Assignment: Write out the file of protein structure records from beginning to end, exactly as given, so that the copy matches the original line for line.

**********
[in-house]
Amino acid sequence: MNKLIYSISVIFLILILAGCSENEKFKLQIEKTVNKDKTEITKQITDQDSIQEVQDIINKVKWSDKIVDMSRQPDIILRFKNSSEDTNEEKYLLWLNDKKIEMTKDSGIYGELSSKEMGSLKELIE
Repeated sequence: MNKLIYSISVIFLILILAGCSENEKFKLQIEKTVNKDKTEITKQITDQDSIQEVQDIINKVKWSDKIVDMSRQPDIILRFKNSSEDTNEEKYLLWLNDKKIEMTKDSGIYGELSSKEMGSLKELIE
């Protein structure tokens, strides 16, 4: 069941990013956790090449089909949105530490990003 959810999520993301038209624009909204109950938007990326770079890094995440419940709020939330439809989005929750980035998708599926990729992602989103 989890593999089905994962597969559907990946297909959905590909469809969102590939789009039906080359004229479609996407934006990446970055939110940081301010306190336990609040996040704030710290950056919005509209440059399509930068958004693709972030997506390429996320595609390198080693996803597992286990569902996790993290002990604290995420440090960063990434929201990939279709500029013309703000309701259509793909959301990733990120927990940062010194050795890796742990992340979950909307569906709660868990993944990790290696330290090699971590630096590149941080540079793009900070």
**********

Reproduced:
[in-house]
Amino acid sequence: MNKLIYSISVIFLILILAGCSENEKFKLQIEKTVNKDKTEITKQITDQDSIQEVQDIINKVKWSDKIVDMSRQPDIILRFKNSSEDTNEEKYLLWLNDKKIEMTKDSGIYGELSSKEMGSLKELIE
Repeated sequence: MNKLIYSISVIFLILILAGCSENEKFKLQIEKTVNKDKTEITKQITDQDSIQEVQDIINKVKWSDKIVDMSRQPDIILRFKNSSEDTNEEKYLLWLNDKKIEMTKDSGIYGELSSKEMGSLKELIE
């Protein structure tokens, strides 16, 4: 069941990013956790090449089909949105530490990003 959810999520993301038209624009909204109950938007990326770079890094995440419940709020939330439809989005929750980035998708599926990729992602989103 989890593999089905994962597969559907990946297909959905590909469809969102590939789009039906080359004229479609996407934006990446970055939110940081301010306190336990609040996040704030710290950056919005509209440059399509930068958004693709972030997506390429996320595609390198080693996803597992286990569902996790993290002990604290995420440090960063990434929201990939279709500029013309703000309701259509793909959301990733990120927990940062010194050795890796742990992340979950909307569906709660868990993944990790290696330290090699971590630096590149941080540079793009900070």